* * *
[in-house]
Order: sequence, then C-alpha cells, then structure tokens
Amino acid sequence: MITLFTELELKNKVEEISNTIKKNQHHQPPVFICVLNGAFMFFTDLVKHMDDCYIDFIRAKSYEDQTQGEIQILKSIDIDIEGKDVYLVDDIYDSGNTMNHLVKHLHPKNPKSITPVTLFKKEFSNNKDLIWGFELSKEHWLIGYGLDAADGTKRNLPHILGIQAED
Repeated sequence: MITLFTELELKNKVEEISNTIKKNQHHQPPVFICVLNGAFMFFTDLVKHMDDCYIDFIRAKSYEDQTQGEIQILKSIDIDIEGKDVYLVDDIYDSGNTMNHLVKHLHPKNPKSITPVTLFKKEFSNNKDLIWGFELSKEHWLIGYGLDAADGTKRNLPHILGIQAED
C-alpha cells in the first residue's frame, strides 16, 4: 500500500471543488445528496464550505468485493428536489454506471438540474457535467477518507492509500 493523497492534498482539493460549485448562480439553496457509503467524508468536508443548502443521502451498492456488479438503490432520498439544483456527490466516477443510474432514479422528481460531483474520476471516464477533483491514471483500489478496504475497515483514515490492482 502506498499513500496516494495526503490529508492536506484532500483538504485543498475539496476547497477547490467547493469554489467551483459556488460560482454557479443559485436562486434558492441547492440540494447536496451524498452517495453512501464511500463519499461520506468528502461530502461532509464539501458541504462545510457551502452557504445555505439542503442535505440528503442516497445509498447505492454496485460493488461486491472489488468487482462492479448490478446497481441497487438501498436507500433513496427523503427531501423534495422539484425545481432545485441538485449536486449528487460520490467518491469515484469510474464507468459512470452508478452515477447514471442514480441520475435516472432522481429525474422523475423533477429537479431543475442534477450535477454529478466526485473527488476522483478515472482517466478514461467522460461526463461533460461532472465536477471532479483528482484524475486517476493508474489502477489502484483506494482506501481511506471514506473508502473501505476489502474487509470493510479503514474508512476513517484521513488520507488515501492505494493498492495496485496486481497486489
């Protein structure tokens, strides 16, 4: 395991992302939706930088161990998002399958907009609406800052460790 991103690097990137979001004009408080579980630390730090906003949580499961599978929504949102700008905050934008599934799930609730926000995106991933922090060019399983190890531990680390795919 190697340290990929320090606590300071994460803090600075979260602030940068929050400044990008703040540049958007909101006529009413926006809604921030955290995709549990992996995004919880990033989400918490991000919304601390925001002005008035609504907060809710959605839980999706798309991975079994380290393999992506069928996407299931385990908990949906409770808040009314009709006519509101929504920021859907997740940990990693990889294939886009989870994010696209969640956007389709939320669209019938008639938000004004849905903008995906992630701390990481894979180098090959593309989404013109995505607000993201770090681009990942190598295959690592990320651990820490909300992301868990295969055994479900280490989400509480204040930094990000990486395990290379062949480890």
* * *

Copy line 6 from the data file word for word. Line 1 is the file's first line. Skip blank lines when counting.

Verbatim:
């Protein structure tokens, strides 16, 4: 395991992302939706930088161990998002399958907009609406800052460790 991103690097990137979001004009408080579980630390730090906003949580499961599978929504949102700008905050934008599934799930609730926000995106991933922090060019399983190890531990680390795919 190697340290990929320090606590300071994460803090600075979260602030940068929050400044990008703040540049958007909101006529009413926006809604921030955290995709549990992996995004919880990033989400918490991000919304601390925001002005008035609504907060809710959605839980999706798309991975079994380290393999992506069928996407299931385990908990949906409770808040009314009709006519509101929504920021859907997740940990990693990889294939886009989870994010696209969640956007389709939320669209019938008639938000004004849905903008995906992630701390990481894979180098090959593309989404013109995505607000993201770090681009990942190598295959690592990320651990820490909300992301868990295969055994479900280490989400509480204040930094990000990486395990290379062949480890």